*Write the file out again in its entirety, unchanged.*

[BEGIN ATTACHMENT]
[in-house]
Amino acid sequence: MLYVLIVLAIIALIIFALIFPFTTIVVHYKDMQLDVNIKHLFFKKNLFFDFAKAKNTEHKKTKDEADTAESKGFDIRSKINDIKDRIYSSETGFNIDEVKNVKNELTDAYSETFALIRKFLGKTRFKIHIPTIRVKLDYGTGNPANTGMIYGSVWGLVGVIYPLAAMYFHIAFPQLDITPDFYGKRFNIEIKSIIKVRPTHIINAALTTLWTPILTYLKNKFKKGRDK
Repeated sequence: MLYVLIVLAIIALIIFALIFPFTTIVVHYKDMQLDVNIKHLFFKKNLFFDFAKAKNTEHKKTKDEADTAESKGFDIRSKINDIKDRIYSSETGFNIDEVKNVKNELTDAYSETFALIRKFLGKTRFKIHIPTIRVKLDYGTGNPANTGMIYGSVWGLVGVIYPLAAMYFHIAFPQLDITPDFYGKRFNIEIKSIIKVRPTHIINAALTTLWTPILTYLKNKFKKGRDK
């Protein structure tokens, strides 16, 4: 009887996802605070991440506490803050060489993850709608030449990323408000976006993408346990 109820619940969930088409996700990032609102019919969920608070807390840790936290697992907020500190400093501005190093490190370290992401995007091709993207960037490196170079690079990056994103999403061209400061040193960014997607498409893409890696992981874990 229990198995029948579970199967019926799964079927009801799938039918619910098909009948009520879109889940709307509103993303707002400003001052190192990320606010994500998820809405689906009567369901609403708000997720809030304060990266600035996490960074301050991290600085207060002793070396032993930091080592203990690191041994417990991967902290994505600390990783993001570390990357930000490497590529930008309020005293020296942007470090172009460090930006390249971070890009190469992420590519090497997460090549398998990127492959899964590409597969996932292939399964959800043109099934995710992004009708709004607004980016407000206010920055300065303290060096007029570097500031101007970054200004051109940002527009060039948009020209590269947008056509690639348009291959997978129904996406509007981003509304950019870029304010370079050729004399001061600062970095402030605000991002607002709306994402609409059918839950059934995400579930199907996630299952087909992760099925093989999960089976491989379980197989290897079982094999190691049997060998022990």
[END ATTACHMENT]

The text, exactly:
[in-house]
Amino acid sequence: MLYVLIVLAIIALIIFALIFPFTTIVVHYKDMQLDVNIKHLFFKKNLFFDFAKAKNTEHKKTKDEADTAESKGFDIRSKINDIKDRIYSSETGFNIDEVKNVKNELTDAYSETFALIRKFLGKTRFKIHIPTIRVKLDYGTGNPANTGMIYGSVWGLVGVIYPLAAMYFHIAFPQLDITPDFYGKRFNIEIKSIIKVRPTHIINAALTTLWTPILTYLKNKFKKGRDK
Repeated sequence: MLYVLIVLAIIALIIFALIFPFTTIVVHYKDMQLDVNIKHLFFKKNLFFDFAKAKNTEHKKTKDEADTAESKGFDIRSKINDIKDRIYSSETGFNIDEVKNVKNELTDAYSETFALIRKFLGKTRFKIHIPTIRVKLDYGTGNPANTGMIYGSVWGLVGVIYPLAAMYFHIAFPQLDITPDFYGKRFNIEIKSIIKVRPTHIINAALTTLWTPILTYLKNKFKKGRDK
């Protein structure tokens, strides 16, 4: 009887996802605070991440506490803050060489993850709608030449990323408000976006993408346990 109820619940969930088409996700990032609102019919969920608070807390840790936290697992907020500190400093501005190093490190370290992401995007091709993207960037490196170079690079990056994103999403061209400061040193960014997607498409893409890696992981874990 229990198995029948579970199967019926799964079927009801799938039918619910098909009948009520879109889940709307509103993303707002400003001052190192990320606010994500998820809405689906009567369901609403708000997720809030304060990266600035996490960074301050991290600085207060002793070396032993930091080592203990690191041994417990991967902290994505600390990783993001570390990357930000490497590529930008309020005293020296942007470090172009460090930006390249971070890009190469992420590519090497997460090549398998990127492959899964590409597969996932292939399964959800043109099934995710992004009708709004607004980016407000206010920055300065303290060096007029570097500031101007970054200004051109940002527009060039948009020209590269947008056509690639348009291959997978129904996406509007981003509304950019870029304010370079050729004399001061600062970095402030605000991002607002709306994402609409059918839950059934995400579930199907996630299952087909992760099925093989999960089976491989379980197989290897079982094999190691049997060998022990």